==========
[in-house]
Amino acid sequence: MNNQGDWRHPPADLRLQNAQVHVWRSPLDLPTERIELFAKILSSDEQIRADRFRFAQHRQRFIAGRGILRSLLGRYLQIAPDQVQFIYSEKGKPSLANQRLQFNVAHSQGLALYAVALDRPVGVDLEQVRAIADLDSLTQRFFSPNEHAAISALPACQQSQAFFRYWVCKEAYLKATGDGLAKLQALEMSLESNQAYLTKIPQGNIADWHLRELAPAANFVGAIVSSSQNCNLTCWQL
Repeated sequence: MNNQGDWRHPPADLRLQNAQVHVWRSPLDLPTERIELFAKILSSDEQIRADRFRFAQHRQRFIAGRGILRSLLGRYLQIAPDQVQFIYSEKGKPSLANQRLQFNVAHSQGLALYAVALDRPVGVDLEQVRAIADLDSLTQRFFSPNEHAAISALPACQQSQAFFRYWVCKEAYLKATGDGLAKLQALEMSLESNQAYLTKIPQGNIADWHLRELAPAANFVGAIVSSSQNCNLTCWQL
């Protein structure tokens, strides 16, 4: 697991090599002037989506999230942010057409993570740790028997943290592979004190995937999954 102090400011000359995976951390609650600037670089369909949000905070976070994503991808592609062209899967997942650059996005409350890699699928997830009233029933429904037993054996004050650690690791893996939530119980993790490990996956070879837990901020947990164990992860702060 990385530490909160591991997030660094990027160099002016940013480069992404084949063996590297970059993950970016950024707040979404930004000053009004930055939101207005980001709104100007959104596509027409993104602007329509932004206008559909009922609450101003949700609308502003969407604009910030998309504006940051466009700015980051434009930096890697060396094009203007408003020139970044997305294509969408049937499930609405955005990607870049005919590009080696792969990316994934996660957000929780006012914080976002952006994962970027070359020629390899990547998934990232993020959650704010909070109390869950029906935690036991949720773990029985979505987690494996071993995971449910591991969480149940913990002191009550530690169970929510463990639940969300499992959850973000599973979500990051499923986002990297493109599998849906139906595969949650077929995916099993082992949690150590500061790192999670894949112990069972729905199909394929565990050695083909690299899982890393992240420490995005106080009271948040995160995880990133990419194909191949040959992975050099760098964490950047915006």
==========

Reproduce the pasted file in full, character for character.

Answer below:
[in-house]
Amino acid sequence: MNNQGDWRHPPADLRLQNAQVHVWRSPLDLPTERIELFAKILSSDEQIRADRFRFAQHRQRFIAGRGILRSLLGRYLQIAPDQVQFIYSEKGKPSLANQRLQFNVAHSQGLALYAVALDRPVGVDLEQVRAIADLDSLTQRFFSPNEHAAISALPACQQSQAFFRYWVCKEAYLKATGDGLAKLQALEMSLESNQAYLTKIPQGNIADWHLRELAPAANFVGAIVSSSQNCNLTCWQL
Repeated sequence: MNNQGDWRHPPADLRLQNAQVHVWRSPLDLPTERIELFAKILSSDEQIRADRFRFAQHRQRFIAGRGILRSLLGRYLQIAPDQVQFIYSEKGKPSLANQRLQFNVAHSQGLALYAVALDRPVGVDLEQVRAIADLDSLTQRFFSPNEHAAISALPACQQSQAFFRYWVCKEAYLKATGDGLAKLQALEMSLESNQAYLTKIPQGNIADWHLRELAPAANFVGAIVSSSQNCNLTCWQL
């Protein structure tokens, strides 16, 4: 697991090599002037989506999230942010057409993570740790028997943290592979004190995937999954 102090400011000359995976951390609650600037670089369909949000905070976070994503991808592609062209899967997942650059996005409350890699699928997830009233029933429904037993054996004050650690690791893996939530119980993790490990996956070879837990901020947990164990992860702060 990385530490909160591991997030660094990027160099002016940013480069992404084949063996590297970059993950970016950024707040979404930004000053009004930055939101207005980001709104100007959104596509027409993104602007329509932004206008559909009922609450101003949700609308502003969407604009910030998309504006940051466009700015980051434009930096890697060396094009203007408003020139970044997305294509969408049937499930609405955005990607870049005919590009080696792969990316994934996660957000929780006012914080976002952006994962970027070359020629390899990547998934990232993020959650704010909070109390869950029906935690036991949720773990029985979505987690494996071993995971449910591991969480149940913990002191009550530690169970929510463990639940969300499992959850973000599973979500990051499923986002990297493109599998849906139906595969949650077929995916099993082992949690150590500061790192999670894949112990069972729905199909394929565990050695083909690299899982890393992240420490995005106080009271948040995160995880990133990419194909191949040959992975050099760098964490950047915006």